• Support PF! Buy your school textbooks, materials and every day products Here!

Double Integral problem! What am I suppose to do? Related to polar coordinates.

  • Thread starter DavidAp
  • Start date
  • #1
44
0
The problem and my work is shown in the image below. However, I feel like I did something horrible wrong but I'm not sure where!

24xjrl5.jpg


I'm sorry if my handwriting is illegible. If you're having difficulties please leave a comment and I will not hesitate to type it out as a response. Any guidance is greatly appreciated.

Thank you for taking the time to review my question.
 

Answers and Replies

  • #2
33
0
You've got [itex]\theta[/itex] ranging from [itex]0[/itex] to [itex]cos(\theta)[/itex], that doesn't make any sense. I'm fairly sure you should have [itex]\theta[/itex] going from [itex]0[/itex] to [itex]\frac{\pi}{4}[/itex]. Which you'll be able to see if you draw a picture of [itex]R[/itex].
 
  • #3
44
0
You've got [itex]\theta[/itex] ranging from [itex]0[/itex] to [itex]cos(\theta)[/itex], that doesn't make any sense. I'm fairly sure you should have [itex]\theta[/itex] going from [itex]0[/itex] to [itex]\frac{\pi}{4}[/itex]. Which you'll be able to see if you draw a picture of [itex]R[/itex].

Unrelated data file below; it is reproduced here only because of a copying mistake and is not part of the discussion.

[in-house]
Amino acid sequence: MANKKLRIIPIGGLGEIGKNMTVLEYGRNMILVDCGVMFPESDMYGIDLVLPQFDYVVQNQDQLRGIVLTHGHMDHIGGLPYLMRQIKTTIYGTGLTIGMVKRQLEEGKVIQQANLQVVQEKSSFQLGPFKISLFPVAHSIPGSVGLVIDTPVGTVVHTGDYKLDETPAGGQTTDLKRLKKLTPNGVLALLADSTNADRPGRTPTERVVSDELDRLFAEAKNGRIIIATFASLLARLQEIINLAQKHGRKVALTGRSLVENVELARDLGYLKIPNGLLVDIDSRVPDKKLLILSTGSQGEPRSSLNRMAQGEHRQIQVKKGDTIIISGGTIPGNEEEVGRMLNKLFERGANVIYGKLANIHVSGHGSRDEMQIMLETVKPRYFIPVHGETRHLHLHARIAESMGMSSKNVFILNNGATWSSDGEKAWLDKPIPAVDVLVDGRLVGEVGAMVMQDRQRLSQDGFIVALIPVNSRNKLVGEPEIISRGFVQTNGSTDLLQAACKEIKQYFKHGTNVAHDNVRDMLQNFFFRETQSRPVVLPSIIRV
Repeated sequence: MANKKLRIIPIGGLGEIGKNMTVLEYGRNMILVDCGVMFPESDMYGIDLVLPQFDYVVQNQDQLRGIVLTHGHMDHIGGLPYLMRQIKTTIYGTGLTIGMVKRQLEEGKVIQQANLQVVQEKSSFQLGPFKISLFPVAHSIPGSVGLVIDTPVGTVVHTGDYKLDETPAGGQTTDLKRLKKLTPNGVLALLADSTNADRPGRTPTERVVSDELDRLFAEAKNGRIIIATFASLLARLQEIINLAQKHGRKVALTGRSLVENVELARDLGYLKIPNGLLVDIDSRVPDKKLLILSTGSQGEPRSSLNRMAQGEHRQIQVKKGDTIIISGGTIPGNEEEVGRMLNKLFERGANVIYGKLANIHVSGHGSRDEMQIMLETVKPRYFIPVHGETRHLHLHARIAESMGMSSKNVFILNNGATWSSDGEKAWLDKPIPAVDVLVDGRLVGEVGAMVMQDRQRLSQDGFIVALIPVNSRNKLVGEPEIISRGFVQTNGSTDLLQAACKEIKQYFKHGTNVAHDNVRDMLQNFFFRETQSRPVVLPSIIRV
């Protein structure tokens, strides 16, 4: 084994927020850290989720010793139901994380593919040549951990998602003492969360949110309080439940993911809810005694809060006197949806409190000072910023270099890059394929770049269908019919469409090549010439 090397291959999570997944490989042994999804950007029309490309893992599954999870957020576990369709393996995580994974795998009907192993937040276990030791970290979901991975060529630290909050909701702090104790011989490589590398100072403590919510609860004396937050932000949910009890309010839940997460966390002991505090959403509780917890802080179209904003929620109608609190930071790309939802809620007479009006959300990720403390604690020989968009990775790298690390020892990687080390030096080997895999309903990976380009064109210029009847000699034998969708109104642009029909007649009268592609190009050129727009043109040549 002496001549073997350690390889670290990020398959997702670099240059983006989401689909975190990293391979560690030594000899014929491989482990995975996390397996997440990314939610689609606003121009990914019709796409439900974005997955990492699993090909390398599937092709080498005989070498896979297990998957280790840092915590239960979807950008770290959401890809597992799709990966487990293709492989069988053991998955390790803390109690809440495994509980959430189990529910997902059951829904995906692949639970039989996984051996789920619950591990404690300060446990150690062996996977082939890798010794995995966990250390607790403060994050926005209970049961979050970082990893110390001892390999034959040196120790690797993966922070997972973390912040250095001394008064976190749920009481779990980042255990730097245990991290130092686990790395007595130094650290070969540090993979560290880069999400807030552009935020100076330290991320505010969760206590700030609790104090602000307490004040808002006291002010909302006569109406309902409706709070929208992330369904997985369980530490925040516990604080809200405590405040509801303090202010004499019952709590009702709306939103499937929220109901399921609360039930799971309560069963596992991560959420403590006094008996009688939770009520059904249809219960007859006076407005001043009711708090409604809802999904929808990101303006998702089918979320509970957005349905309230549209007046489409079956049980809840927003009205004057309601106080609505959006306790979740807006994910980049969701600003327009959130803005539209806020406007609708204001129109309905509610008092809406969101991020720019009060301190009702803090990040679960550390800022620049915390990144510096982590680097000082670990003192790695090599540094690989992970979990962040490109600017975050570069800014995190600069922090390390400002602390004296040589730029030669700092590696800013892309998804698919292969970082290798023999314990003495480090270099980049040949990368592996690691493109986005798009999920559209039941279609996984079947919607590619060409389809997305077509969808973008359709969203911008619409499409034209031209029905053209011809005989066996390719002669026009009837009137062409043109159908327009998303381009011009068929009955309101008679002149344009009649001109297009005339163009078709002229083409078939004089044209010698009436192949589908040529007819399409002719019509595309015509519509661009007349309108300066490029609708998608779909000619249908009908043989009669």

I don't know how to draw 0 <= y <= x. I think that might be part of my problem...

I did something wrong though when using pi/2! The answer is 3/64 pi^2 but I keep getting 3/16 pi^2! Why is my denominator 4x less than the answer? Here's my work.

∫(1 -> 2) ∫(0 -> pi/2) θr drdθ
1/2 ∫(1 -> 2) θ(r^2)(0 -> pi/2) dθ
1/2 ∫(1 -> 2) θ(pi^2)/4 dθ
(pi^2)/8 ∫(1 -> 2) θ dθ
(pi^2)/16 (θ^2)(1 -> 2)
(pi^2)/16 (2^2 - 1^1)
(pi^2)/16 (4 - 1)
(pi^2)/16 (3)
3/16 pi^2

Any insight on what I did wrong?
 
  • #4
33
0
Ah I think I didn't edit my post in time then, the upper limit should have been [itex]\frac{\pi}{4}[/itex], sorry. Your method is fine.

And just draw the lines [itex]y=0[/itex] and [itex]y=x[/itex] and you should be able to see where [itex]y[/itex] satisfies [itex]0{\leq}y{\leq}x[/itex]. Or think about it this way, where does [itex](x,y)[/itex] satisfy [itex]0{\leq}y[/itex] and where does it satisfy [itex]y{\leq}x[/itex]. Then you just find the intersection of those two areas.
 
  • #5
44
0
Ah I think I didn't edit my post in time then, the upper limit should have been [itex]\frac{\pi}{4}[/itex], sorry. Your method is fine.

And just draw the lines [itex]y=0[/itex] and [itex]y=x[/itex] and you should be able to see where [itex]y[/itex] satisfies [itex]0{\leq}y{\leq}x[/itex]. Or think about it this way, where does [itex](x,y)[/itex] satisfy [itex]0{\leq}y[/itex] and where does it satisfy [itex]y{\leq}x[/itex]. Then you just find the intersection of those two areas.
Thank you so much, not just on this problem but on future problem to come! I never thought of visualizing it that way!
 

Related Threads on Double Integral problem! What am I suppose to do? Related to polar coordinates.

Replies
1
Views
1K
Replies
7
Views
9K
Replies
18
Views
6K
  • Last Post
Replies
1
Views
915
  • Last Post
Replies
3
Views
2K
  • Last Post
Replies
2
Views
1K
Replies
2
Views
2K
  • Last Post
Replies
7
Views
992
  • Last Post
Replies
1
Views
877
  • Last Post
Replies
2
Views
872
Top